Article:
I, for one, love tattoos and love that both of these women chose to place such meaning into the art they had placed on their arms. But, I know that not everyone feels the same way, so I asked them if they’ve felt any resistance. I chuckled a little when I read their very similar answers.
Linsey said that she can’t recall anyone acting disapprovingly but it might be because she doesn’t pay attention to it. “Miscarriages and infant loss affect 1 in 4 women but are often kept in the dark. If I can be open about my loss maybe that will help someone else have hope, which was something I desperately needed 3 years ago. I still cry about that loss even though I have a toddler son now and that is okay.”
Likewise, Mary also suggested that she’s likely ignored hostility but also commented, “I don’t stand for disrespect of my children, living or lost, well.” She’s likely to react clearly and concisely in anyone suggests that her lost child ‘doesn’t matter’ or ‘wasn’t a baby, yet.’
Mary and Linsey both suffered an intimate loss and share their stories not only to help others but because their lost pregnancies matter. When I asked them what they might say to one of you, who might be facing this all-too-common pain, their answers spoke to that.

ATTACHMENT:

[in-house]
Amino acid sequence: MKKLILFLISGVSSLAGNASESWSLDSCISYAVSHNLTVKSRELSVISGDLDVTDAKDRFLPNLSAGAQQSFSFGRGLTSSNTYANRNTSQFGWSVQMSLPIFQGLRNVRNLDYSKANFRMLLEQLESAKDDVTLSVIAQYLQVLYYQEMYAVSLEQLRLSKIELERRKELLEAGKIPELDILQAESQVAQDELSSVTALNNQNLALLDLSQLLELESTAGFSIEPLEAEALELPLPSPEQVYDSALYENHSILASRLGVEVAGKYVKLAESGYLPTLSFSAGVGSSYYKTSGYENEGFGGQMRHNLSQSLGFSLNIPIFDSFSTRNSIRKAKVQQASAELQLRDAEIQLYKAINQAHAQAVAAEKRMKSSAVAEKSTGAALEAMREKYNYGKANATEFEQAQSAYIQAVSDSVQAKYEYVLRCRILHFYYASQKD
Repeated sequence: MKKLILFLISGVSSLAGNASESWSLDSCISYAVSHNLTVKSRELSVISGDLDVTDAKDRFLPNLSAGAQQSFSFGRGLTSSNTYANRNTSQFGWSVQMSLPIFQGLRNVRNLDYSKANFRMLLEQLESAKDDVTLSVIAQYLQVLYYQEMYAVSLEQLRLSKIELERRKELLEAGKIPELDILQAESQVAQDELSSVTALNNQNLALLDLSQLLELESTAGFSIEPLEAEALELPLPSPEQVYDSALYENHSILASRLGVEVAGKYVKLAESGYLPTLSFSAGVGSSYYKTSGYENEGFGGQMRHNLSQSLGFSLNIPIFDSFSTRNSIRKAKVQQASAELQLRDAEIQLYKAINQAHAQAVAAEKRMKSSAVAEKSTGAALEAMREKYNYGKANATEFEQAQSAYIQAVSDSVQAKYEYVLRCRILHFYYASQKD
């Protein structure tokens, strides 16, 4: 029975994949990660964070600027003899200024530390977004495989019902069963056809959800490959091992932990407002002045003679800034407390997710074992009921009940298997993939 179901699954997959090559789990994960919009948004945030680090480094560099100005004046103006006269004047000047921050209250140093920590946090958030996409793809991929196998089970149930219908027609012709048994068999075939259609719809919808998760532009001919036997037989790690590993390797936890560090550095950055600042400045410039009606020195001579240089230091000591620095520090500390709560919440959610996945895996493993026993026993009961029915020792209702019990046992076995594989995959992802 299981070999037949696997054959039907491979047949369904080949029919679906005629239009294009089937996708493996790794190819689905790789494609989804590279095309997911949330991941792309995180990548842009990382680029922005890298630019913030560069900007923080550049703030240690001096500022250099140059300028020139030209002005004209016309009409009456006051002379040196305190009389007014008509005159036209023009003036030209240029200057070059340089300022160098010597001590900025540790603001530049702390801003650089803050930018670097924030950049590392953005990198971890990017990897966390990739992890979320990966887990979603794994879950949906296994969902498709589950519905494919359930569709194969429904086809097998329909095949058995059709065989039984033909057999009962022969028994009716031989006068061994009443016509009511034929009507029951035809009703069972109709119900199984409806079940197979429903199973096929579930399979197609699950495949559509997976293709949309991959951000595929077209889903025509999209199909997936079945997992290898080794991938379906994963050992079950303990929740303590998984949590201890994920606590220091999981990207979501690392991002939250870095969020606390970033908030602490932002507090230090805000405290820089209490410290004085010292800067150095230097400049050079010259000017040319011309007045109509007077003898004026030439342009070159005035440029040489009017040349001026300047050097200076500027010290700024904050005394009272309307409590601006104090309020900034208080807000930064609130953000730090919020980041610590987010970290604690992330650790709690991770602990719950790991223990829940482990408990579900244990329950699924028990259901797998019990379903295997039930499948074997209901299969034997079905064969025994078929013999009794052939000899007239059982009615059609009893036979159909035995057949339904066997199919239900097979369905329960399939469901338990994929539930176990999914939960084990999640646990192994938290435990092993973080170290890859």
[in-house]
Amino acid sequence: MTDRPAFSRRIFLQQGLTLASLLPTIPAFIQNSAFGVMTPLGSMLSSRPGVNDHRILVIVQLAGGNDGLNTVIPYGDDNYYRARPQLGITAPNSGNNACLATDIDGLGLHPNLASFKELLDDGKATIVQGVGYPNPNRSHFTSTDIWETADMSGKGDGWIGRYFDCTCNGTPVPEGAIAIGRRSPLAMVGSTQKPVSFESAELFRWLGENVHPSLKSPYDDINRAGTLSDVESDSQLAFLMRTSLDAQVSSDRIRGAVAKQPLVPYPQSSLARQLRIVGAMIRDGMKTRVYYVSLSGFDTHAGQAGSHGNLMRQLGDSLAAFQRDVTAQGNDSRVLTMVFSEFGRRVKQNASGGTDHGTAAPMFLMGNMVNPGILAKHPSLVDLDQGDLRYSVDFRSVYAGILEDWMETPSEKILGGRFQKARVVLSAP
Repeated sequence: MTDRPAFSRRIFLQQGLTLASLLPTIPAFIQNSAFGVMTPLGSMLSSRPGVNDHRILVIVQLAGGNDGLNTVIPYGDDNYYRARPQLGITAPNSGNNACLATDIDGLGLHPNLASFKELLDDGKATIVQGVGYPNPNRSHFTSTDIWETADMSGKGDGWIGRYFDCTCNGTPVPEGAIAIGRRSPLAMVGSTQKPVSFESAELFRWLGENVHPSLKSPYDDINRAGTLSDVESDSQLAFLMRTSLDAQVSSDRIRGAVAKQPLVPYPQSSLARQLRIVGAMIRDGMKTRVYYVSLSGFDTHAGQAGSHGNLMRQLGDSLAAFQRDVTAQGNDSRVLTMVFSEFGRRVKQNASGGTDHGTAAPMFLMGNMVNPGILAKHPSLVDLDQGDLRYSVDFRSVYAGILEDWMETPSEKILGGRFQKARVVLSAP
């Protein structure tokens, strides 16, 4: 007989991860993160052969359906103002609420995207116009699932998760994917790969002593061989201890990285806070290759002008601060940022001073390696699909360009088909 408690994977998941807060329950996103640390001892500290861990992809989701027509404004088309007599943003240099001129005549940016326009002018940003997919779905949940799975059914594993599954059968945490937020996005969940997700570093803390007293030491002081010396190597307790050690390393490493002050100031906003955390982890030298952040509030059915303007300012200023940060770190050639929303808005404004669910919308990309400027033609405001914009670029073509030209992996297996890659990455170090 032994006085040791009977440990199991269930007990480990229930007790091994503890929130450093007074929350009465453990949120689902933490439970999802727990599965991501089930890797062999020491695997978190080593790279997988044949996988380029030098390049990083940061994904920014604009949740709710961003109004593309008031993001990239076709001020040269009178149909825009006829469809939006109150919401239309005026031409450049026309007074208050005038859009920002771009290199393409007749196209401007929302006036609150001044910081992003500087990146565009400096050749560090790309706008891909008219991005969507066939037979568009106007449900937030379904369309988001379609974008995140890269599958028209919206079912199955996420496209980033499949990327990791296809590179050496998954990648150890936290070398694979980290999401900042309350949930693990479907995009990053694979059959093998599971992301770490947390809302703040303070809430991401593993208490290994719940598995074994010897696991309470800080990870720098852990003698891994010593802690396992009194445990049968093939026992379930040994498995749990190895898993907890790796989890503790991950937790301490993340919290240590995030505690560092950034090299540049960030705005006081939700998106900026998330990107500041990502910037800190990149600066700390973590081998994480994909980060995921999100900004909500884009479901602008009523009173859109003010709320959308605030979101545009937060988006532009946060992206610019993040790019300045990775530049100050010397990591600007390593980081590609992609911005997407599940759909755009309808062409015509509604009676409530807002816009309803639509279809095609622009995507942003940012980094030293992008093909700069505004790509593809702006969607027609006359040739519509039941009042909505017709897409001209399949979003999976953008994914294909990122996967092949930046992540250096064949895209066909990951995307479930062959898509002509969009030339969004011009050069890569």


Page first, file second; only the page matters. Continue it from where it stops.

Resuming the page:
Linsey’s advice: “You are not alone and you are free to process your loss in whatever way works best for you – and that may change throughout the years.”
Mary’s advice: “Grieve, but don’t be lost. That child, no matter how quickly come and gone, has the ability to touch your life. Let them.”
Every experience is personal, as is every mother’s healing process. You might not choose a tattoo – or you might. What matters, though, is that you live your story, speak your truth in whatever way is right for you. I hope these stories speak to you, but please check out the following websites for more information to help you mourn your loss and feel the support of others.